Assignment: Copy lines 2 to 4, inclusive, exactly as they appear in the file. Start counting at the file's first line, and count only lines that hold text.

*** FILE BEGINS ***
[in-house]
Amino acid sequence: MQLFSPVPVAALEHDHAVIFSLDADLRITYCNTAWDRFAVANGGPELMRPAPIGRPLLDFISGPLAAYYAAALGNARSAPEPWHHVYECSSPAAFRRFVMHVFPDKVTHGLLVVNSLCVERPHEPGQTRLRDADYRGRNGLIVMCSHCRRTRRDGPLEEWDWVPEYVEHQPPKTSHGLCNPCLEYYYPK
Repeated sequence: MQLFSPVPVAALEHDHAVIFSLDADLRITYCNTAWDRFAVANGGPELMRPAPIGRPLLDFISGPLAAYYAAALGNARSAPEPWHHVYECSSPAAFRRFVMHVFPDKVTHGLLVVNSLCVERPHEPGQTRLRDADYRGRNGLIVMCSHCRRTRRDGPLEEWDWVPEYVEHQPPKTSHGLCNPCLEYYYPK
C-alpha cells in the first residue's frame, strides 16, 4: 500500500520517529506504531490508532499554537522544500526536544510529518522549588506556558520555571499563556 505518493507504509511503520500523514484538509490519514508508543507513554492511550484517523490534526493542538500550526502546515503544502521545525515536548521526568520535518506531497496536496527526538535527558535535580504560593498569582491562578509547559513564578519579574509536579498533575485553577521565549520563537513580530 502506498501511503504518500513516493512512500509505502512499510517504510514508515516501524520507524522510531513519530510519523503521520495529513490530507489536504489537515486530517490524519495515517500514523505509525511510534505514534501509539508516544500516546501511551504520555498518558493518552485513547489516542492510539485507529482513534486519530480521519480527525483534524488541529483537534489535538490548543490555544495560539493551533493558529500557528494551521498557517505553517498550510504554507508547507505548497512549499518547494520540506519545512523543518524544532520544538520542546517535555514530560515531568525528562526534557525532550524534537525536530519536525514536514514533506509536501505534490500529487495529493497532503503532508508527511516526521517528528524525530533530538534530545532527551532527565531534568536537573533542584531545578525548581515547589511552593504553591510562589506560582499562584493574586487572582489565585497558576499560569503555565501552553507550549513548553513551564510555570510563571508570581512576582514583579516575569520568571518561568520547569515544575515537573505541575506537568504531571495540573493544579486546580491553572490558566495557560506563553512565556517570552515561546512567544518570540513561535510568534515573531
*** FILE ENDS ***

Amino acid sequence: MQLFSPVPVAALEHDHAVIFSLDADLRITYCNTAWDRFAVANGGPELMRPAPIGRPLLDFISGPLAAYYAAALGNARSAPEPWHHVYECSSPAAFRRFVMHVFPDKVTHGLLVVNSLCVERPHEPGQTRLRDADYRGRNGLIVMCSHCRRTRRDGPLEEWDWVPEYVEHQPPKTSHGLCNPCLEYYYPK
Repeated sequence: MQLFSPVPVAALEHDHAVIFSLDADLRITYCNTAWDRFAVANGGPELMRPAPIGRPLLDFISGPLAAYYAAALGNARSAPEPWHHVYECSSPAAFRRFVMHVFPDKVTHGLLVVNSLCVERPHEPGQTRLRDADYRGRNGLIVMCSHCRRTRRDGPLEEWDWVPEYVEHQPPKTSHGLCNPCLEYYYPK
C-alpha cells in the first residue's frame, strides 16, 4: 500500500520517529506504531490508532499554537522544500526536544510529518522549588506556558520555571499563556 505518493507504509511503520500523514484538509490519514508508543507513554492511550484517523490534526493542538500550526502546515503544502521545525515536548521526568520535518506531497496536496527526538535527558535535580504560593498569582491562578509547559513564578519579574509536579498533575485553577521565549520563537513580530 502506498501511503504518500513516493512512500509505502512499510517504510514508515516501524520507524522510531513519530510519523503521520495529513490530507489536504489537515486530517490524519495515517500514523505509525511510534505514534501509539508516544500516546501511551504520555498518558493518552485513547489516542492510539485507529482513534486519530480521519480527525483534524488541529483537534489535538490548543490555544495560539493551533493558529500557528494551521498557517505553517498550510504554507508547507505548497512549499518547494520540506519545512523543518524544532520544538520542546517535555514530560515531568525528562526534557525532550524534537525536530519536525514536514514533506509536501505534490500529487495529493497532503503532508508527511516526521517528528524525530533530538534530545532527551532527565531534568536537573533542584531545578525548581515547589511552593504553591510562589506560582499562584493574586487572582489565585497558576499560569503555565501552553507550549513548553513551564510555570510563571508570581512576582514583579516575569520568571518561568520547569515544575515537573505541575506537568504531571495540573493544579486546580491553572490558566495557560506563553512565556517570552515561546512567544518570540513561535510568534515573531